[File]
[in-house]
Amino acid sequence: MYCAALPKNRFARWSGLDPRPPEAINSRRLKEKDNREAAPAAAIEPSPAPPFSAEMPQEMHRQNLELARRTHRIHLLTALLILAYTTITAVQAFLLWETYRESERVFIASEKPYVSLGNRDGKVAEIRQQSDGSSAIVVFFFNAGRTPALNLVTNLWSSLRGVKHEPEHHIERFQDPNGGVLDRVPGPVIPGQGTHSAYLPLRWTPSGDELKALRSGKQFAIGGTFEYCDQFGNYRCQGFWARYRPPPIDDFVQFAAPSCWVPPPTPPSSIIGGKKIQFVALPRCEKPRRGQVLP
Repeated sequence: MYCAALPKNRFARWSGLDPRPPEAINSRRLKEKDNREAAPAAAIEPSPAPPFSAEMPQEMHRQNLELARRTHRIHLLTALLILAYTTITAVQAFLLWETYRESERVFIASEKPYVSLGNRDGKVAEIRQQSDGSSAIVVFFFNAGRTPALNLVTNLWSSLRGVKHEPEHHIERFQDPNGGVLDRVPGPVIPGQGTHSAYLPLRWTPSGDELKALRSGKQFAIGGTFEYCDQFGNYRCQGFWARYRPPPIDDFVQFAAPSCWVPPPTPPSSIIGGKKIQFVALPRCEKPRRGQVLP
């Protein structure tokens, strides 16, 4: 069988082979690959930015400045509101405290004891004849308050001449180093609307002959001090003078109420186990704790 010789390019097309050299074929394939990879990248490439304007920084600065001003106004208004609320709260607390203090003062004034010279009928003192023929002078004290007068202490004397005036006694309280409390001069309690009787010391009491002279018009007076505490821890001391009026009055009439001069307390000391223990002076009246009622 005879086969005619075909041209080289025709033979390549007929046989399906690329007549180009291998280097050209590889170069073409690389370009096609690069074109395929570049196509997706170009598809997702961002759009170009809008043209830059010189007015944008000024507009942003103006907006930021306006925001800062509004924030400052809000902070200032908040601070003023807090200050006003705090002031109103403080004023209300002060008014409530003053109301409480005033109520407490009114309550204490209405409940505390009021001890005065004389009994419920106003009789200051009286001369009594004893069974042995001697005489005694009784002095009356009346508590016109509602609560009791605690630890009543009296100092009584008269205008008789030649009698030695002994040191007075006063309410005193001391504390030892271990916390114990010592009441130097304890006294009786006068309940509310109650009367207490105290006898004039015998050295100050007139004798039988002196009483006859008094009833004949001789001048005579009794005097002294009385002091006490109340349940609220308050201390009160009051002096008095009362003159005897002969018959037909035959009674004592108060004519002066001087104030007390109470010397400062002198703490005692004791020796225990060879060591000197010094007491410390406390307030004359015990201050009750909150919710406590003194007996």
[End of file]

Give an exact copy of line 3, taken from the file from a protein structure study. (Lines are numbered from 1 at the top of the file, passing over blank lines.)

Repeated sequence: MYCAALPKNRFARWSGLDPRPPEAINSRRLKEKDNREAAPAAAIEPSPAPPFSAEMPQEMHRQNLELARRTHRIHLLTALLILAYTTITAVQAFLLWETYRESERVFIASEKPYVSLGNRDGKVAEIRQQSDGSSAIVVFFFNAGRTPALNLVTNLWSSLRGVKHEPEHHIERFQDPNGGVLDRVPGPVIPGQGTHSAYLPLRWTPSGDELKALRSGKQFAIGGTFEYCDQFGNYRCQGFWARYRPPPIDDFVQFAAPSCWVPPPTPPSSIIGGKKIQFVALPRCEKPRRGQVLP